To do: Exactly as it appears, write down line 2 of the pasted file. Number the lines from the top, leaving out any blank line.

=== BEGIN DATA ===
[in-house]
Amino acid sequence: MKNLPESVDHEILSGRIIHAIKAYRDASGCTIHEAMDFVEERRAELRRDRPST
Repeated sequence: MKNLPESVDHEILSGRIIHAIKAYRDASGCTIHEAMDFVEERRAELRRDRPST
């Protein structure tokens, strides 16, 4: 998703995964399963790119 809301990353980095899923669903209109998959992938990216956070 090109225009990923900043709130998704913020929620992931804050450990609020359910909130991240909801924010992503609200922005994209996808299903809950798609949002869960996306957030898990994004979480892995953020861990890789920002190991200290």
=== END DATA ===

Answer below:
Amino acid sequence: MKNLPESVDHEILSGRIIHAIKAYRDASGCTIHEAMDFVEERRAELRRDRPST